Artist’s Name: David Cronenberg
Bio on Artist: David Cronenberg is a Canadian filmmaker. He is one of the originators of the body horror genre, and has been a part of the industry since the 1960s.
Name of Topic: eXistenZ
Date of Topic: April 1999
Describe Topic: eXistenZ is movie that explores the crossover between reality and virtual reality. It puts two protagonists together, Ted and Allegra, to save game designer Allegra’s game eXistenZ. The catch is that to save the game, Allegra must play it with a friendly, where Ted is the only friendly. For Ted to play eXistenZ, though, he must have a bioport installed which leads to all kinds of problems.
Opinion of Artwork Topic:
At first I was confused by eXistenZ, because some of the dialogue seemed too self-aware or awkward. But after I got used to Cronenberg’s style I was able to get into the movie. I really appreciated the repetition of the bone-gun and the dog, and how it tied every piece of the realities, every level of the virtual realities together. It was like a thread that was able to survive recursion (computer science concept of recursion). There were some very prescient/poignant remarks that were in eXistenZ that Allegra says. The first is “You have to play the game to find out why you’re playing the game.” It can be taken as a metaphor for life, if life were a simulation (or even if it weren’t a simulation). Allegra also makes a comment about free will, saying about details that “It’s like real life – it’s just enough to make it interesting.” As a VR designer, one major element of the design for making the user do what you want to do within a specified range is make that part of the interaction most interesting. Like in the scene with the trout farm, where the contact tells Ted about the Chinese Restaurant in the middle of the forest and to order the special, Ted and Allegra aren’t going to risk not going to the Chinese Restaurant (and furthermore not ordering the special). It takes away free will by telling the player (user) what to do, but may seem like free will because it incites an inexorable curiosity to see what happens.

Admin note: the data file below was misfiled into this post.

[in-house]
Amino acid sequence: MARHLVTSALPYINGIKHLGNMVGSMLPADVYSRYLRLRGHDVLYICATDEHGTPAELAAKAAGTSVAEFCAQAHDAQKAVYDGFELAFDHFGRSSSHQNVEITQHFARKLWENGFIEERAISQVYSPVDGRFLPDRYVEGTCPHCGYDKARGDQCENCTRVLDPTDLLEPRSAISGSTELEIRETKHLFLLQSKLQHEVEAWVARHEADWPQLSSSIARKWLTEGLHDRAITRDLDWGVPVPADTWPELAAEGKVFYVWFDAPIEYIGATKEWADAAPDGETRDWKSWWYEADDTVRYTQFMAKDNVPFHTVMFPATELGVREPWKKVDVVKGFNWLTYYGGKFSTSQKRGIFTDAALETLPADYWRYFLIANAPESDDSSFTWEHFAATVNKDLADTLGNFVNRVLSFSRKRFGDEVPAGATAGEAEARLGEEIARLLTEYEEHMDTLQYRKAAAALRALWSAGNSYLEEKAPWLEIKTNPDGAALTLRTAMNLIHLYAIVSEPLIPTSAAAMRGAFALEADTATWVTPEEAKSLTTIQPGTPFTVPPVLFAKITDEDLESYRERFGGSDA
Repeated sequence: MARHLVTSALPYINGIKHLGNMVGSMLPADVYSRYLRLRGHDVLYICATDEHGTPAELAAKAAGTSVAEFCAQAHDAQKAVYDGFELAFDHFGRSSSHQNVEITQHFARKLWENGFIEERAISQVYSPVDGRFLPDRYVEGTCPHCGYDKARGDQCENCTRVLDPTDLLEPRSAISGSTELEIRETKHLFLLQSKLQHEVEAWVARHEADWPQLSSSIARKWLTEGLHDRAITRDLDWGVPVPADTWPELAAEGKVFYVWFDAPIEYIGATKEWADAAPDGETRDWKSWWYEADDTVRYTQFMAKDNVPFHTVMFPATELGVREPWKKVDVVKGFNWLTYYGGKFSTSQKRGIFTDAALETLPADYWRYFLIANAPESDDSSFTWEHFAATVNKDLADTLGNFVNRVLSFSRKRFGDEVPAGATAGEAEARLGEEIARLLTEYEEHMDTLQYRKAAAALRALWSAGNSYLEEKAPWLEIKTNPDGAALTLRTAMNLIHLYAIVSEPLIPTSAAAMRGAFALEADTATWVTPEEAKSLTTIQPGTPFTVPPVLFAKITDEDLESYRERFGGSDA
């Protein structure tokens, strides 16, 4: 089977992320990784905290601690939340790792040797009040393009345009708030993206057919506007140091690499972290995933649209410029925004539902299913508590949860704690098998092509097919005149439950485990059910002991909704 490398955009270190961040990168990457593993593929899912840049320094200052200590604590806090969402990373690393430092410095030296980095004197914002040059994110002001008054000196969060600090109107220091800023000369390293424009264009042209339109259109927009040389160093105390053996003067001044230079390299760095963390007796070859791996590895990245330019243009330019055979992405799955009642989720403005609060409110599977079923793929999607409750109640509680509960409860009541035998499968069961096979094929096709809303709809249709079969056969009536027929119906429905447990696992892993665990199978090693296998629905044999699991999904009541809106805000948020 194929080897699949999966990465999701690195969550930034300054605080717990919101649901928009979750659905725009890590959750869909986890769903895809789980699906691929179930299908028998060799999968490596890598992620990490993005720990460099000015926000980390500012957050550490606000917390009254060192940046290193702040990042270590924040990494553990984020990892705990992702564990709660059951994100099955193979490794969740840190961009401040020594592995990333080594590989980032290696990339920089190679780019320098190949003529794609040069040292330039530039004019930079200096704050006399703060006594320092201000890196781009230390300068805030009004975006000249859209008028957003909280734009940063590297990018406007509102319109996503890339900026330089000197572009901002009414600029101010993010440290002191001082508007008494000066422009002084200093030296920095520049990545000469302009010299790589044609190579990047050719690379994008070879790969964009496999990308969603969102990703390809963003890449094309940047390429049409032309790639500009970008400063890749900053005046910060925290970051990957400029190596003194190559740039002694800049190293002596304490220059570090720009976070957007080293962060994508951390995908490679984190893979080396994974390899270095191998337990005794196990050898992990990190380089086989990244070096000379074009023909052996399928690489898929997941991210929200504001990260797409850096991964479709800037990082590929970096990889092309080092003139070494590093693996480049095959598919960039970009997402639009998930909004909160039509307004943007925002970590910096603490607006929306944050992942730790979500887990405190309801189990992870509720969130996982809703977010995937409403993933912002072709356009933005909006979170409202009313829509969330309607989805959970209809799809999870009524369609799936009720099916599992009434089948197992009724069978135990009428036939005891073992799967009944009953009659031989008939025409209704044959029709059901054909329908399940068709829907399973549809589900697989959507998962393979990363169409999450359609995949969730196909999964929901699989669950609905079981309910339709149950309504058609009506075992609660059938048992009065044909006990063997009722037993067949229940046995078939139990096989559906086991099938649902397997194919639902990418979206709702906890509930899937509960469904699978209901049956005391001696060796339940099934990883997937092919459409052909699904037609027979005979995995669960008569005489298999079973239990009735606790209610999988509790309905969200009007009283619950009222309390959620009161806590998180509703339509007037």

The way the movie was written and filmed also led for some interesting projections. In a movie such as eXistenZ, I imagine many people were, like myself, trying to figure out what was going on. After a while, and reality slips into another reality and the ‘original’ reality is to be questioned, my mind tried reconciling the depth with a bunch of different explanations. At 1 hour and 4 minutes, I had speculated that Ted was in fact a game character that had gained sentience, and as such we were following his realization that he is just a game character (a la Bioshock [2007], a la Genesis [2006], a la Aeon Flux [1991-1995]). I then thought that the main character playing the game is Allegra, and that eXistenZ was her fantasy about being a game developer, and the best and most famous game designer to boot, whose work is so special it warrants her death. Basically, eXistenZ was an indulgent fantasy of Allegra. The second more fleshed out theory I had was 15 minutes before the end of the film, where my unadulterated guess was: “Okay, I understand now – Ted and Allegra were playing the game together, and we entered the movie one level into the game. They had already submitted to the game urges that they didn’t know each other and that it’s a PR kid with no bioport and a super famous game designer.” As far as this theory goes, I was correct. The only thing I wasn’t expecting was the parallelism between Allegra’s position and the actual game designer of tranCendenZ Yevgeny Nourish. The movie pushed the continuity further and in a similar way had Ted and Allegra kill Yevgeny Nourish. It was a nice detail to flip the movie from coming off as almost pro-virtual to pro-reality. These kinds of warnings to what may happen in real life always remind me of Michael Crichton’s work.
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